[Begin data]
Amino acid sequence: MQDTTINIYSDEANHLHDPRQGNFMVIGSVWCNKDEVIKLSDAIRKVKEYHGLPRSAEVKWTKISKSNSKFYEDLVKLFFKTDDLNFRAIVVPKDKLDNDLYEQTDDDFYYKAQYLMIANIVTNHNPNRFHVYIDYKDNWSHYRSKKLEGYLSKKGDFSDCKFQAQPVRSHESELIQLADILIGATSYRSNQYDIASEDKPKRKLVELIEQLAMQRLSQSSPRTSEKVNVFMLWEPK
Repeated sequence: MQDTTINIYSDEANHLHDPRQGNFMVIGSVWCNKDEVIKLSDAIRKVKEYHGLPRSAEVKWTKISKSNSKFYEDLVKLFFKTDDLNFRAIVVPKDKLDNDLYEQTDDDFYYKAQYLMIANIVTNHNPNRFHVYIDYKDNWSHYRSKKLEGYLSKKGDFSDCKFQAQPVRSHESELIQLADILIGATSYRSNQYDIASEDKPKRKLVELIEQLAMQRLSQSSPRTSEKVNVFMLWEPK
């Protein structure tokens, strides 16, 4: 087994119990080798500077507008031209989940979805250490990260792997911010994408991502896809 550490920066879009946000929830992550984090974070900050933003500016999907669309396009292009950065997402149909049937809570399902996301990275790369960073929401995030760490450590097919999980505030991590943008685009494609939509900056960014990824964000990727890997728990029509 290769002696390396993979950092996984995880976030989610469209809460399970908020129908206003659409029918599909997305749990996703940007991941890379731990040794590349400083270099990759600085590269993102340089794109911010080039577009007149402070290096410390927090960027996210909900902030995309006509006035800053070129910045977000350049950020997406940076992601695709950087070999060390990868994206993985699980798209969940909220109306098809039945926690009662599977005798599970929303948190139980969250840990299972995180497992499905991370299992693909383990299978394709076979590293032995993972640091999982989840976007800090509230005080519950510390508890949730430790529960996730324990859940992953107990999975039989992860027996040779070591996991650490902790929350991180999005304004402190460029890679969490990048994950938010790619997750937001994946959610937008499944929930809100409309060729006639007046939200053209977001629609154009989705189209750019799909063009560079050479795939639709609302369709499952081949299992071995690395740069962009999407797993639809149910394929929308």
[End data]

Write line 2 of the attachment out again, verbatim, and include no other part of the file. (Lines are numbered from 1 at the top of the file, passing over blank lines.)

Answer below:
Repeated sequence: MQDTTINIYSDEANHLHDPRQGNFMVIGSVWCNKDEVIKLSDAIRKVKEYHGLPRSAEVKWTKISKSNSKFYEDLVKLFFKTDDLNFRAIVVPKDKLDNDLYEQTDDDFYYKAQYLMIANIVTNHNPNRFHVYIDYKDNWSHYRSKKLEGYLSKKGDFSDCKFQAQPVRSHESELIQLADILIGATSYRSNQYDIASEDKPKRKLVELIEQLAMQRLSQSSPRTSEKVNVFMLWEPK